April 25, 2015 is the commemoration of the Centenary of ANZAC.
I have a great deal of pride in being one, of what I estimate to be perhaps as few as only 15,000 to 20,000 Australians, who are third-generation returned servicemen. I wrote this rather longish post in an attempt to describe the experience of my family’s three generations who went to war.
I’ve been spending some considerable time thinking about the significance of ANZAC, and its relevance to our current lives in Australia. We have a long history of stable democracy in this country. As I think through our nation’s experience of war, I have come to the conclusion that the contribution and sacrifice of those who served really has had a great contribution to the quality of life that we are now able to lead.
To me, this cartoon by Bill Leak from the Australian Newspaper says it all.
THE MEANING OF ANZAC
For my overseas friends, Anzac Day – 25 April – is probably Australia’s most important national occasion. It marks the anniversary of the first major military action fought by both Australian and New Zealand forces during the First World War. ANZAC stands for Australian and New Zealand Army Corps. Through operating together at Gallipoli, the soldiers from both countries quickly became known as Anzacs, and the pride they took in that name endures to this day. We celebrate it with more commitment than we do Remembrance Day on the 11th of November.
Prior to WW1, Australians had fought in previous wars (Maori Uprising on the Waikato River, Boxer Rebellion, the Sudan War and Boer War) but these had all been as individual colonial forces. The Australian colonies only achieved federation in 1901 and when war broke out in 1914 we had been a Federal Commonwealth, or a single united nation, for the short time of 13 years.
The new national government was eager to establish its reputation among the nations of the world. As their first role in WW1 In 1915, Australian and New Zealand soldiers formed part of the allied expedition that set out to capture the Gallipoli Peninsula in order to weaken Turkey, Germany’s major ally, and open the Dardanelles to the allied navies. The ultimate objective was to capture Constantinople (now Istanbul in Turkey), the capital of the Ottoman Empire.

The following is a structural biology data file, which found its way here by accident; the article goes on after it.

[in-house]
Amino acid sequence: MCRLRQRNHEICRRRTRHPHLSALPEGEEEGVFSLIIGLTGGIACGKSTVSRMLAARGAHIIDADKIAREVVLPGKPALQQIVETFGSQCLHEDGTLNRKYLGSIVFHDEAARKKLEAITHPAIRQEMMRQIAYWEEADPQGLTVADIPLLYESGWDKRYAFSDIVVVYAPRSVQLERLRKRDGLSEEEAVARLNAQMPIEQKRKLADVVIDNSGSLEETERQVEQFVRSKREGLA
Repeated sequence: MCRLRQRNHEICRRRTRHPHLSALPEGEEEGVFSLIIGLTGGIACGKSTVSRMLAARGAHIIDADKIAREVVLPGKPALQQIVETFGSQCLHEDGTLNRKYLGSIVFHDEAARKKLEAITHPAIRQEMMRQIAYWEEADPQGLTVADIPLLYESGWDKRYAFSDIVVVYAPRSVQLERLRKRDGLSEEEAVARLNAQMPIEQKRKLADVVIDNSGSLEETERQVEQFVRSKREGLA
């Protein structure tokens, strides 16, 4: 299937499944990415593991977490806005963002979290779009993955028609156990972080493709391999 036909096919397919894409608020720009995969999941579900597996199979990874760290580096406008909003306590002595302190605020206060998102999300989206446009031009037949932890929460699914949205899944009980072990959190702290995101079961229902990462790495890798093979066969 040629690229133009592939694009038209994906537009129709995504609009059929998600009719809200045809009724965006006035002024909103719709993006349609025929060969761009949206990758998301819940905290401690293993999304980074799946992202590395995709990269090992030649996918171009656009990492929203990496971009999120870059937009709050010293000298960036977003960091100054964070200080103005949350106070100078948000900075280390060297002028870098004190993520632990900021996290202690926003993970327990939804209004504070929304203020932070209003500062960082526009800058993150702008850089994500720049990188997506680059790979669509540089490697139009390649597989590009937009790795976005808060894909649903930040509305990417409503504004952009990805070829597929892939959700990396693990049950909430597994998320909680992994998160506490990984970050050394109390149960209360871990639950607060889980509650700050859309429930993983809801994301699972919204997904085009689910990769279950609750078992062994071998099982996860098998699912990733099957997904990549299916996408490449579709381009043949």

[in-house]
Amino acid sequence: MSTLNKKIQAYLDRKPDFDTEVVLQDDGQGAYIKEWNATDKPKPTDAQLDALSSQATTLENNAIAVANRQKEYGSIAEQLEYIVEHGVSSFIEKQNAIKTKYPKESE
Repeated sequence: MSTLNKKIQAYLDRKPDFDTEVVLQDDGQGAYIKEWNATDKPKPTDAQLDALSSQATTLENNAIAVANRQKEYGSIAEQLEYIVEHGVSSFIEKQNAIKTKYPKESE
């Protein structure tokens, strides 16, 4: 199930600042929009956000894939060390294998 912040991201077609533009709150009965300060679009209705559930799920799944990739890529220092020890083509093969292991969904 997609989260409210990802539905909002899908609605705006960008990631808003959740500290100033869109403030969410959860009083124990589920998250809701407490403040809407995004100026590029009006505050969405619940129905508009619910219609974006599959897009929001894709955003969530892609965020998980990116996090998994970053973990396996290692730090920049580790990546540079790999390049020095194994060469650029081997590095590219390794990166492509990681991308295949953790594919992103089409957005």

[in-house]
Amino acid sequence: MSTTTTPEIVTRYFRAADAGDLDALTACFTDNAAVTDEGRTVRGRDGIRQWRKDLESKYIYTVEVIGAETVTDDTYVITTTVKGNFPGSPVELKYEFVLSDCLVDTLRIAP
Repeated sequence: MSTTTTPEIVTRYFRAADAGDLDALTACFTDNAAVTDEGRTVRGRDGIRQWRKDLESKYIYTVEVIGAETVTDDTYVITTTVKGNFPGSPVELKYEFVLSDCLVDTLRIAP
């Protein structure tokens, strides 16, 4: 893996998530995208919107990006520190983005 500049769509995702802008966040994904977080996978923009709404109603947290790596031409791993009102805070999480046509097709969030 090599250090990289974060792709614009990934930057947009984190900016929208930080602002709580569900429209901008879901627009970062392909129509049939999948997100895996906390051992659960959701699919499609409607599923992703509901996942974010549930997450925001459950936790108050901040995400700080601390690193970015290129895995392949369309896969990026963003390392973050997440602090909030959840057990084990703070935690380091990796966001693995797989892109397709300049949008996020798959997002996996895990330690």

The Australian and New Zealand forces landed at Gallipoli on 25 April, meeting fierce resistance from the Ottoman Turkish defenders. What had been planned as a bold stroke to knock Turkey out of the war quickly became a stalemate. The campaign dragged on for eight months before the Anzac forces were withdrawn at the end of 1915. Both sides had suffered heavy casualties and endured great hardships.
Of the 142,000 Anzac troops at Gallipoli, 26,111 became casualties of which 8,100 were deaths. At the same time, the Ottoman Empire experienced an horrific total of 251,000 total deaths and casualties. News of the landing on Gallipoli had made a profound impact on Australians at home, and 25 April soon became the day on which Australians remembered the sacrifice of those who had died in this war (and since then, all wars).
Although the Gallipoli campaign failed in its military objectives, the Australian and New Zealand actions during the campaign left us a strong legacy. The creation of what became known as the “Anzac Legend” became an important part of the identity of both nations, shaping the ways they viewed both their past and their future.
For the remainder of WW1, Australians continued on to serve in many places including the Sinai, France and Belgium (The Western Front). They suffered terrible hardships in the trenches although in the end they provided leadership that changed the course of the war and world history.
Australia’s experience in the First World War is one of horrific statistics.
WORLD WAR 1 – 3646 SERGEANT WALTER EDGAR WILSON – 57 BATALLION, 1st AIF
Walter Edgar Wilson, my Grandfather, signed up to join the 1st AIF (Australian Imperial Force) on 24 July, 1915. He was 24 years old, 5 feet nine inches (175 cm) tall and weighed eleven stone (67 kgs). His occupation was a Grocer. He referred to himself as Edgar, or Ed but to distinguish him from my father who had the same name, I am referring to him here as Walter.
It appears that he had tried to volunteer earlier than his enlistment date of 24 July, 1915. His Attestation Form describes that he was rejected earlier with a back problem. He embarked for overseas service on 2 January 1916 and was transported to Egypt in the troopship HMAT Afric. At that time, Egypt was a British Protectorate and was used extensively by the British as a military base and a training area. Walter was originally posted to the 24th Battalion in the 8th group of reinforcements for that battalion, but after the withdrawal of the troops from Gallipoli, the Army went through a restructuring process to double its size. Half of the seasoned men from the first 30 Anzac Battalions were split into new ones in order to provide experience and Walter was re-assigned to the 57th Battalion and promoted to Sergeant.